Marwa Daoudy is Assistant Professor in International Relations at the Center for Contemporary Arab Studies (CCAS) and the Edmund A. Walsh School of Foreign Service at Georgetown University. Prior to arriving at Georgetown, she taught at the University of Oxford’s department of Politics and International Relations and was a fellow of Oxford’s Middle East Center at St Antony’s College (UK). In 2011-2012, Princeton University invited her to join the Woodrow Wilson School of International Affairs as visiting lecturer and research scholar. She was previously a visiting fellow and graduate affiliate at the London School of Economics, Harvard University and the University of Pennsylvania, a pre-doctoral fellow at the School of Oriental and African Studies (London) and post-doctoral fellow at CERI-Science-Po (Paris). Her research and teaching focus on international and regional security, international relations, the environment, and Middle East politics.
Daoudy is also member of the Scientific Reference Group of the International Center for Water Cooperation (UNESCO/SIWI). She was also a consultant (UNESCO-World Water Assessment Program for the 3rd World Water Development Report, Oxford Analytica and others) and advised the United Nations Development Program/UNDP (Jerusalem) on Middle East water/peace negotiations. Dr. Daoudy also provided training in International Negotiation Theory and Practice to executives within international organizations (European Commission, UNDP) and international businesses, as well as MBA students (Switzerland).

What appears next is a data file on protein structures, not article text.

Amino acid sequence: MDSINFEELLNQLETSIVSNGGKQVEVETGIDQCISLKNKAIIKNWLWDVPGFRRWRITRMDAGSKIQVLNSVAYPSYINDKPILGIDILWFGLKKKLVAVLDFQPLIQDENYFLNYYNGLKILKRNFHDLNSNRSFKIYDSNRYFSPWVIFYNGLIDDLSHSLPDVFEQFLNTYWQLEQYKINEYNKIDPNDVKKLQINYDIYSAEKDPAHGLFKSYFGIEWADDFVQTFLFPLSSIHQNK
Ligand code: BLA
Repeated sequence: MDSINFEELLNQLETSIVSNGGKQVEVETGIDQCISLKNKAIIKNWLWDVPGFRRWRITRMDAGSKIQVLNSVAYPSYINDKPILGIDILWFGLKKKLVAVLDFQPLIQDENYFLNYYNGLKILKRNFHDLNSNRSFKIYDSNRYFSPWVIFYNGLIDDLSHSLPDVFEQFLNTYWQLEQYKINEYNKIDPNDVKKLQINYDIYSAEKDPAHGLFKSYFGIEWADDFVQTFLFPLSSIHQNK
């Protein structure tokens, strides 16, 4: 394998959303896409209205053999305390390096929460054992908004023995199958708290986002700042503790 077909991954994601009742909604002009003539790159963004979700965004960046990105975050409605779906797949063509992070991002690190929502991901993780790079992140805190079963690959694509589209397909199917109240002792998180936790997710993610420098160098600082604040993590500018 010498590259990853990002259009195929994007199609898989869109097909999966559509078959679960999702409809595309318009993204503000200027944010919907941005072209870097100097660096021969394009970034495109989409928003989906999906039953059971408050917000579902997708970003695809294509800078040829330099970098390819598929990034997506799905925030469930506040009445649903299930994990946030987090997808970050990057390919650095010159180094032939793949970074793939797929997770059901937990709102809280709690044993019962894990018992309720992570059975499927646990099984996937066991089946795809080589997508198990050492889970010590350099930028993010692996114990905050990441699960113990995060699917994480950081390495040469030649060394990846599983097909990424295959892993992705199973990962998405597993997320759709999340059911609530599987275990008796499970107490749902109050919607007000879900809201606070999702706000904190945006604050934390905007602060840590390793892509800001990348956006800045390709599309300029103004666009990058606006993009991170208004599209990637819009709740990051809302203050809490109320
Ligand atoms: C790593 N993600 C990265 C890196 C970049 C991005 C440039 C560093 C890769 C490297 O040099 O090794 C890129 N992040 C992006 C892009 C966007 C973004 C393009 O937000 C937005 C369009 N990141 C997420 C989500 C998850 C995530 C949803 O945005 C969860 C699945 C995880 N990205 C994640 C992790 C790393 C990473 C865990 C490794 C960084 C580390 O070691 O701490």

Daoudy’s book, ‘The Water Divide between Syria, Turkey and Iraq: Negotiation, Security and Power Asymmetry’ (CNRS Editions, 2005) was awarded the Ernest Lémonon Prize. The medal prize is awarded each year by the Association des Sciences Morales et Politiques (ASMP) of the Institut de France at the French Academy for a work on contemporary foreign policy or economic and social questions. It is named after a French economist of the early 20th Century. Daoudy received the prize for conceptualizing state interactions over shared water resources in the Euphrates and Tigris basins. Her book was the first to theorize power dynamics in international river basins in the context of power asymmetry. In particular, the book analyzes the parties’ bargaining and structural power, the advantages of the upstream riparian state, as well as the incentives for weaker riparians to pursue strategies linking water and national security issues in order to improve their position vis-a-vis the dominant (upstream) state.
In addition, she published her research in International Negotiation, Journal of International Affairs, Journal of Peace and Security, The World Today, and Water Policy amongst others. She is currently working on three major research projects. One is a new book manuscript on the environmental and socio-economic roots of the Syrian Uprising, and the others examine water securitization between state and non-state actors and sectarianism in the Middle East.
Dr. Daoudy is also a frequent contributor to the newspapers and provides regular comments to international media (BBC, France 24, NPR, Jazeera, RFI amongst others).